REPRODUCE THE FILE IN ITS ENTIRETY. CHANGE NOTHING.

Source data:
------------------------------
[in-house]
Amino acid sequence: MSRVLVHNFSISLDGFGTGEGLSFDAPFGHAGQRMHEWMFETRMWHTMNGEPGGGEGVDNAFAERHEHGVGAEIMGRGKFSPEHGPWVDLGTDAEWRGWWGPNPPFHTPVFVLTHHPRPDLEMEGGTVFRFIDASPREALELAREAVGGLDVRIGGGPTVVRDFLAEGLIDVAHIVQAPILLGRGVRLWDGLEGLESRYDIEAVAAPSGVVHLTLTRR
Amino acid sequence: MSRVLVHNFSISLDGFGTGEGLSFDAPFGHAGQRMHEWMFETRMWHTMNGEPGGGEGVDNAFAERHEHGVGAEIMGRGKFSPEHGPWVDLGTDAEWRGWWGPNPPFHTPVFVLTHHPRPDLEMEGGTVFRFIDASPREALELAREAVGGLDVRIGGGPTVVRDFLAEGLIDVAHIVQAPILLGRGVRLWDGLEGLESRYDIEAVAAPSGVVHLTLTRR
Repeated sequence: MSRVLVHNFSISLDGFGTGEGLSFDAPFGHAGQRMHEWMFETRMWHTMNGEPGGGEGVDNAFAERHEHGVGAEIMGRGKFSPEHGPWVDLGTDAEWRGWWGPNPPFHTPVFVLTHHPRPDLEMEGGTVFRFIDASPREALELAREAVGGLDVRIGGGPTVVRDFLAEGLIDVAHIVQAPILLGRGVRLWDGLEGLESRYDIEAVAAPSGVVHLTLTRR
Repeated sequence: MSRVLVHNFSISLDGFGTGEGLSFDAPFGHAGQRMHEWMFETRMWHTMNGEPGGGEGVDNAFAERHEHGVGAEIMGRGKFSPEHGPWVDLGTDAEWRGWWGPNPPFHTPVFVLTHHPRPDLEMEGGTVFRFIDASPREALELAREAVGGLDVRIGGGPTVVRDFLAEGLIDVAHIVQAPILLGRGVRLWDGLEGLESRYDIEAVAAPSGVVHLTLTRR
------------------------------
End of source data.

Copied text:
[in-house]
Amino acid sequence: MSRVLVHNFSISLDGFGTGEGLSFDAPFGHAGQRMHEWMFETRMWHTMNGEPGGGEGVDNAFAERHEHGVGAEIMGRGKFSPEHGPWVDLGTDAEWRGWWGPNPPFHTPVFVLTHHPRPDLEMEGGTVFRFIDASPREALELAREAVGGLDVRIGGGPTVVRDFLAEGLIDVAHIVQAPILLGRGVRLWDGLEGLESRYDIEAVAAPSGVVHLTLTRR
Amino acid sequence: MSRVLVHNFSISLDGFGTGEGLSFDAPFGHAGQRMHEWMFETRMWHTMNGEPGGGEGVDNAFAERHEHGVGAEIMGRGKFSPEHGPWVDLGTDAEWRGWWGPNPPFHTPVFVLTHHPRPDLEMEGGTVFRFIDASPREALELAREAVGGLDVRIGGGPTVVRDFLAEGLIDVAHIVQAPILLGRGVRLWDGLEGLESRYDIEAVAAPSGVVHLTLTRR
Repeated sequence: MSRVLVHNFSISLDGFGTGEGLSFDAPFGHAGQRMHEWMFETRMWHTMNGEPGGGEGVDNAFAERHEHGVGAEIMGRGKFSPEHGPWVDLGTDAEWRGWWGPNPPFHTPVFVLTHHPRPDLEMEGGTVFRFIDASPREALELAREAVGGLDVRIGGGPTVVRDFLAEGLIDVAHIVQAPILLGRGVRLWDGLEGLESRYDIEAVAAPSGVVHLTLTRR
Repeated sequence: MSRVLVHNFSISLDGFGTGEGLSFDAPFGHAGQRMHEWMFETRMWHTMNGEPGGGEGVDNAFAERHEHGVGAEIMGRGKFSPEHGPWVDLGTDAEWRGWWGPNPPFHTPVFVLTHHPRPDLEMEGGTVFRFIDASPREALELAREAVGGLDVRIGGGPTVVRDFLAEGLIDVAHIVQAPILLGRGVRLWDGLEGLESRYDIEAVAAPSGVVHLTLTRR